It’s close to dusk. The world was silent and still, the air had gotten heavier. Warm air mixed with the frozen ground, dredging up that heavy fog that was rolling in, slowly, it connected with every twig, tree, and blade of grass.
I had a headache and my joints ached with its dampness. I stood out on the wet deck; all the snow had melted off the house, so that incessant drip, drip, dripping had ceased.
I was looking through the lenses of my Nikon. I changed the settings to see if the pictures would show something else, something clearer once I downloaded them on to my computer.
The air was silent and still, every so often a car swished past along the road. That sound conveyed an image to my mind and not to my eyes. Somewhere in the trees, I heard a wet sneeze. A deer? A coyote? I saw nothing past the fog. January-February is mating season for coyotes. They had done me well this year, they kept the rats under control. Rats are very brazen rodents, they will argue their point until I walk away, and I will still hear then squeaking out reasons, why I had interfered with their lives and how I should move on. ‘Go on! get out of here,’ they would say.
This past week, I haven’t heard the coyote’s distinct howling and yipping. But I have seen their tracks as they moved here and there as they followed the scent of a rodent under the snow or a rabbit whose tracks would cross back and forth, just a wild as the coyotes.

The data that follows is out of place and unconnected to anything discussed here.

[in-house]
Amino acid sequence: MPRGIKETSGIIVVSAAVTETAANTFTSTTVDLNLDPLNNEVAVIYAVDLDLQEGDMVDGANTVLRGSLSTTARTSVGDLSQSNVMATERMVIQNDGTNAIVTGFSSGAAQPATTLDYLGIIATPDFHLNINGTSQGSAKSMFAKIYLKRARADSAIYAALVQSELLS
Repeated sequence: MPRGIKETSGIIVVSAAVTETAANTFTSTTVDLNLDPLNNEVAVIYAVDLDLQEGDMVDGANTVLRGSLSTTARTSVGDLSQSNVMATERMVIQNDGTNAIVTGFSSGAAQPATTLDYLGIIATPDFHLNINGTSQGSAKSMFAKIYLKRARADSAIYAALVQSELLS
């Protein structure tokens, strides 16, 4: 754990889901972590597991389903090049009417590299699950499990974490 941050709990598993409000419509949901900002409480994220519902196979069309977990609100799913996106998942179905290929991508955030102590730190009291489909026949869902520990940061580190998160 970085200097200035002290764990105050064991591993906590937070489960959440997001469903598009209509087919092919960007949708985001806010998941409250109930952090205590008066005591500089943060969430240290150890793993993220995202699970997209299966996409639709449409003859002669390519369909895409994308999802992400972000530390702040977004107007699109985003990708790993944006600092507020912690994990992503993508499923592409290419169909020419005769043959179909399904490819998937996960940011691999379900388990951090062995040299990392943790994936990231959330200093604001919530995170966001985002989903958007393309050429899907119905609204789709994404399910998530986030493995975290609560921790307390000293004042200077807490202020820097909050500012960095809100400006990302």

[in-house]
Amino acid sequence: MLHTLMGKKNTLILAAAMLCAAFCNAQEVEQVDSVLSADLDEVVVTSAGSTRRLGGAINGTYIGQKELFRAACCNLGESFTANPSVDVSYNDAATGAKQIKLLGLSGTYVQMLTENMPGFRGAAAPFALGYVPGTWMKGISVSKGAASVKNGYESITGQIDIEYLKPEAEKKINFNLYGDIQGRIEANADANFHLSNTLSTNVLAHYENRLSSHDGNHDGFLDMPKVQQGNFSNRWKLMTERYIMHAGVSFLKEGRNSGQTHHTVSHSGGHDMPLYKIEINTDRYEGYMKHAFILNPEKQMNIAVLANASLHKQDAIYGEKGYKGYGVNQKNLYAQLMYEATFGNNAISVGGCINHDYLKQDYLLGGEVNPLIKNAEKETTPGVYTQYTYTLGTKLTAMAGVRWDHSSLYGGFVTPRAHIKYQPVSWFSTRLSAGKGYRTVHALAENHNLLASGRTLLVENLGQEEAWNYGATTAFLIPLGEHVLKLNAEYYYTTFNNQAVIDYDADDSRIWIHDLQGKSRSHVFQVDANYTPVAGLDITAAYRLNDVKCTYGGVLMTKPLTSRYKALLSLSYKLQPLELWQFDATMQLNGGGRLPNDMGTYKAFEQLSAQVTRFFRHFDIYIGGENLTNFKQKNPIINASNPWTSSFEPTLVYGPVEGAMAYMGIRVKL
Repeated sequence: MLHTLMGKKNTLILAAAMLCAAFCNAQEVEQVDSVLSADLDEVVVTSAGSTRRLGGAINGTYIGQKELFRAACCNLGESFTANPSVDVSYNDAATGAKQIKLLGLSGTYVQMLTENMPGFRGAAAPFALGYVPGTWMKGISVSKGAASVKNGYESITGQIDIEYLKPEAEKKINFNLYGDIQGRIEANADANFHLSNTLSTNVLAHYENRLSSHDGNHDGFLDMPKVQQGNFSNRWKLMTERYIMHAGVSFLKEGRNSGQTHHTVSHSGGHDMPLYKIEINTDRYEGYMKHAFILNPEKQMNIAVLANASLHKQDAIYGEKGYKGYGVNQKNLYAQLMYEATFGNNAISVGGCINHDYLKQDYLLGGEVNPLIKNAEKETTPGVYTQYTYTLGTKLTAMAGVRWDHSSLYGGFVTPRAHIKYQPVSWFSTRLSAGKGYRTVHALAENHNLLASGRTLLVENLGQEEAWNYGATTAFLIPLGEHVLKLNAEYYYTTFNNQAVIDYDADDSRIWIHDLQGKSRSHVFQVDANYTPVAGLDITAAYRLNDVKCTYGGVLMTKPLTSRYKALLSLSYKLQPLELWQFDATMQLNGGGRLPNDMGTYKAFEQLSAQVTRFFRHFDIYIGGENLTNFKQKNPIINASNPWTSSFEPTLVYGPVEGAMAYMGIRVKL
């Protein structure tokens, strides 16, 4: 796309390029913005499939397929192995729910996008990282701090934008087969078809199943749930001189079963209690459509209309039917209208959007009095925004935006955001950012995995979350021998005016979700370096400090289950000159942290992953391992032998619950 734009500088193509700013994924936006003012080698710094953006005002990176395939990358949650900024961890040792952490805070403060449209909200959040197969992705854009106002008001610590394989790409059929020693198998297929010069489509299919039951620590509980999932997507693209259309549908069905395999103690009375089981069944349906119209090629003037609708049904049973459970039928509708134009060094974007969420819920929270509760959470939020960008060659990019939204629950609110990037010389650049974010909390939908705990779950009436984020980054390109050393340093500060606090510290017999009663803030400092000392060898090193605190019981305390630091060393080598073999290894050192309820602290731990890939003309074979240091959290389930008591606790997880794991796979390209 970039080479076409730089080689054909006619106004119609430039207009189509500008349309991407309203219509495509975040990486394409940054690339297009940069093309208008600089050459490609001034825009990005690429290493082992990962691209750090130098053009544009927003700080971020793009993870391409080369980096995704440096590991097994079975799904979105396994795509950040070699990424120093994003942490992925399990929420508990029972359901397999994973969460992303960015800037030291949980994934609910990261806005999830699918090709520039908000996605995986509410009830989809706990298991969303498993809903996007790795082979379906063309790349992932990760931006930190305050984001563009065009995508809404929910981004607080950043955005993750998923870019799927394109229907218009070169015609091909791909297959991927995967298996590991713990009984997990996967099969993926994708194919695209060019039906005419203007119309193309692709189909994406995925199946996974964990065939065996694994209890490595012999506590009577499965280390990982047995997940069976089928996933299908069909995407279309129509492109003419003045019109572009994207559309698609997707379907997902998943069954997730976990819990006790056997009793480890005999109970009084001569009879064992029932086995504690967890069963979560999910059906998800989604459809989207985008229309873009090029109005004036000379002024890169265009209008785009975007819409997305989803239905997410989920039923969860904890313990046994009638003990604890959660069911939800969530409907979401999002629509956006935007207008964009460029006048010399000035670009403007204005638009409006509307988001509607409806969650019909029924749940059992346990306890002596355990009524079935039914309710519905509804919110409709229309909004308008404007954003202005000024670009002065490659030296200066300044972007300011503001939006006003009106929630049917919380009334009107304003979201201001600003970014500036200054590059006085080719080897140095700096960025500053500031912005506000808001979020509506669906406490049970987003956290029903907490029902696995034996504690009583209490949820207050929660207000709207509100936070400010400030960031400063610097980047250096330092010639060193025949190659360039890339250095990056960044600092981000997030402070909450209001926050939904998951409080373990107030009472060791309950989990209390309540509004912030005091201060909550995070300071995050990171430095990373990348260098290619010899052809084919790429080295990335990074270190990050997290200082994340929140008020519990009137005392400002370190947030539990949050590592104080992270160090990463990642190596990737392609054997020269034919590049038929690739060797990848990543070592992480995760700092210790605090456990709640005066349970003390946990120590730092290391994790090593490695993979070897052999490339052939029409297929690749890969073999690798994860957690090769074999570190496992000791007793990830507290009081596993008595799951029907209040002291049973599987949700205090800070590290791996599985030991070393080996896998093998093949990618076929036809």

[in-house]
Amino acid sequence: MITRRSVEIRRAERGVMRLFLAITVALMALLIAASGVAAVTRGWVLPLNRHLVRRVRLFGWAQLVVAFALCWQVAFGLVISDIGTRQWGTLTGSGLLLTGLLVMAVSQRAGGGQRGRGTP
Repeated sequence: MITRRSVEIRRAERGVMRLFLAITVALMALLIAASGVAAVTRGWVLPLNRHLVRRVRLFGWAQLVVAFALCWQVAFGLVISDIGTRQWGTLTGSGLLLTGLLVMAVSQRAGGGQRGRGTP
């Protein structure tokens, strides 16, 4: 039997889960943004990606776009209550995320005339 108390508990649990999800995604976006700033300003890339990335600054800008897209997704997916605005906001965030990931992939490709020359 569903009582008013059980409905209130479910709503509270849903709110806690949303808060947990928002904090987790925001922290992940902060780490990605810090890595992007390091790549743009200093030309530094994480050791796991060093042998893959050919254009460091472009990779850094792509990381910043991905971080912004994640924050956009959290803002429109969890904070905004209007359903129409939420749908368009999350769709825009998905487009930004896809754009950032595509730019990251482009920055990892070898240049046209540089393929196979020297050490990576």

Yesterday afternoon, three deer wandered around the yard, they kicked at the ground, and ate roots, fallen fruit and pulled at stray apples that still clung to the wet branches. They stared at the house when they heard my voice. Ready without any warning, to bolt back into the trees.
Near sundown, I am taking pictures of fog. I felt like I was being watched. I could smell someone’s dryer sheets. The aroma of my chicken baking in the oven drifted out and moved within the fog.
The fog will carry those scents to the farmers across the field of fog, it will mingle and connect with others; it might even connect with a hungry animal’s salivary glands. I stepped back inside, and locked the door; then I took a picture from the inside out.